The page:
IFE Film Review: Fish meets girl in Oscar bait The Shape of Water

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Whether it takes home the Best Picture prize at the Academy Awards tomorrow night or not, Guillermo del Toro’s Oscar-nominated The Shape of Water is a modern masterpiece that will surely be talked about for years to come.

Does that mean it’s perfect? No. Does that mean that everyone will be able to get behind an overtly sexual interspecies love story set during the height of the Cold War about a mute night janitor with a gay best friend? Definitely not. But those who dare to dip even a toe into this glorious mash-up of monster movie/spy thriller/love story tropes, will be knocked off their feet. And even those who hate Water will surely agree that they’ve never seen anything like it.

One of the most boldly original films in an award season overflowing with them, Water is also easily del Toro’s finest film to date. And considering that the Mexican-born del Toro is the movie geek madman behind such instant classics as Pan’s Labyrinth, Cronos, and Crimson Peak, that’s really saying something.

A rich, soaringly beautiful love letter to the classic Hollywood films that influenced him as a boy, Water (which del Toro co-wrote with Game of Thrones scribe Vanessa Taylor) incorporates elements from vintage monster movies and musical comedies, fairy tales, mid-century melodramas, and even European art films and The Little Mermaid to deliver a wholly original love story that is totally transformative. And though del Toro has always lovingly championed the freaks and weirdos at the edges of so-called “polite society” in his films, in Water, he and Taylor take that concept to dizzying new heights by giving us a story that celebrates the oddball otherness in us all – a theme that could not be more timely or relevant in Trump’s America.

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Starring Oscar nominee Sally Hawkins (Blue Jasmine, Happy-Go-Lucky) as Elisa, a mute janitor at a top-secret government lab in the 1960s, Water tells the story of what happens when the lonely, lovelorn Elisa falls in love with a mysterious amphibious creature (played by del Toro veteran Doug Jones in an Oscar-worthy role) being held in one of the water tanks at work.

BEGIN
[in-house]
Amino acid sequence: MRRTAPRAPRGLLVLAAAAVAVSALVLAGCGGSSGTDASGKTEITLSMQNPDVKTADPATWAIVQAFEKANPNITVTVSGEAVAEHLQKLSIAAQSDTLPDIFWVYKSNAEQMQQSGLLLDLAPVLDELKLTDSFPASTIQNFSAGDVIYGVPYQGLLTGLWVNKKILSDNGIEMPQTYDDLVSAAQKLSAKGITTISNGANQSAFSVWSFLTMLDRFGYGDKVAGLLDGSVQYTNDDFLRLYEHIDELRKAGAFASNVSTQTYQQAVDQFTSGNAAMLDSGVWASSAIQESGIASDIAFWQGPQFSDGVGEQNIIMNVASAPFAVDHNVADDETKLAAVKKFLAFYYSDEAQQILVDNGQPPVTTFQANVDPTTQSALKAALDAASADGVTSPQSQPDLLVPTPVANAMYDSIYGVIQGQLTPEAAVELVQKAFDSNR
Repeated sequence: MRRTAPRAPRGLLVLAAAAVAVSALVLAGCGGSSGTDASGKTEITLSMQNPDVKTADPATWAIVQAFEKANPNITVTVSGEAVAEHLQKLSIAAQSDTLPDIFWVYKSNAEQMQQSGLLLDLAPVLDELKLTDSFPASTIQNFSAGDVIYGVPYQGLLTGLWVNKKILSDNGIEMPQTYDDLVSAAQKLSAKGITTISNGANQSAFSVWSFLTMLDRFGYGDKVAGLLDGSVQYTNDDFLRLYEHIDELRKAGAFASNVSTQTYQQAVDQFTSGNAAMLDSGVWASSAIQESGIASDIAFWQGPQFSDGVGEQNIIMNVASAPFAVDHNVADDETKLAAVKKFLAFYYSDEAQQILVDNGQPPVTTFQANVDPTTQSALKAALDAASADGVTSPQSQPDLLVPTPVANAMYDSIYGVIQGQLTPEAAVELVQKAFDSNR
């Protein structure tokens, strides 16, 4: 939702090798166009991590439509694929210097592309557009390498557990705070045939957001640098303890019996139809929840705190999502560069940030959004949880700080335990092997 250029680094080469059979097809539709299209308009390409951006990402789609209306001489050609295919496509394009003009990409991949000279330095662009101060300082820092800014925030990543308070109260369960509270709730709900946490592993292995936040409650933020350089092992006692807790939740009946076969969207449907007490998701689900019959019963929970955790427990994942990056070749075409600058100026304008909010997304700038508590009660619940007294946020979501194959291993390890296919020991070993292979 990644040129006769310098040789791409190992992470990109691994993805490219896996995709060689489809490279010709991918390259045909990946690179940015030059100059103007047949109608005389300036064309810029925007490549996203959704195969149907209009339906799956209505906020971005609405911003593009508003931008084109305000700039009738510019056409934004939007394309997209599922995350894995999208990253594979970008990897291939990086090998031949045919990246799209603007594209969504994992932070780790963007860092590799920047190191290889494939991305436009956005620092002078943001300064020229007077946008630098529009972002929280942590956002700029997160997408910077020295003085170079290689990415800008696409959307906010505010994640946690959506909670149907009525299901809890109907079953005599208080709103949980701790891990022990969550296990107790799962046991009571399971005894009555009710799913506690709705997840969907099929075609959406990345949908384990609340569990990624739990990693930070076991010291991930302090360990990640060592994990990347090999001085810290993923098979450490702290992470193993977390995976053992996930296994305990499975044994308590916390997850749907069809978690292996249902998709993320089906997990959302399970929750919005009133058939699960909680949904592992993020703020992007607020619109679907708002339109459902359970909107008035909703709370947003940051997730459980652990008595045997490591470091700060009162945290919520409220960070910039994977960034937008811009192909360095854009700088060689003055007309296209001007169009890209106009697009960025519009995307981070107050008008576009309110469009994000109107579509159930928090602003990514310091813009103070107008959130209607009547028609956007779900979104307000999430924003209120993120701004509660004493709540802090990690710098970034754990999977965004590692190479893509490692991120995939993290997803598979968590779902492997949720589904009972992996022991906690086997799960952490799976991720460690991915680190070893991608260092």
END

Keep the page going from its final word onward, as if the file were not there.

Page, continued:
Bringing a beautiful sense of longing and humanity to his classic “monster” role, Jones is the perfect match for Hawkins’ quiet strength as Elisa and watching the two find love in the most unlikely of places is wildly romantic. Some have been put off by Jones’ strange, fish-like appearance, but I gotta tell ya, these star-crossed, interspecies lovers make Twilight’s Edward and Bella look like amateurs. And the scene featured on the film’s posters – with Elisa and the creature holding one another underwater – is Beauty-and-the-Beastballroom-scene beautiful. Truly powerful stuff!

Also featuring stunning supporting turns from Best Supporting Actor nominee Richard Jenkins (Spotlight, Kong: Skull Island) as Elisa’s closeted gay best friend/neighbor, Giles, Oscar-winner Octavia Spencer (Hidden Figures, Gifted) as Elisa’s fiercely loyal co-worker, Zelda, and Michael Shannon (Midnight Special, Nocturnal Animals, The Night Before) as the villainous Colonel Strickland, Water might dazzle you with its visuals. After all, the film was nominated for 13 Oscars in all, including nods for Best Cinematography, Editing, Production Design, and Costumes. But it’s Water’s big, sweepingly romantic heart that will linger in your memories forever.

Still screening to sell out crowds in brick and mortar theaters around the globe, The Shape of Water is now playing on select Delta, Singapore Airlines, Air Canada, and Qatar Airways flights worldwide.

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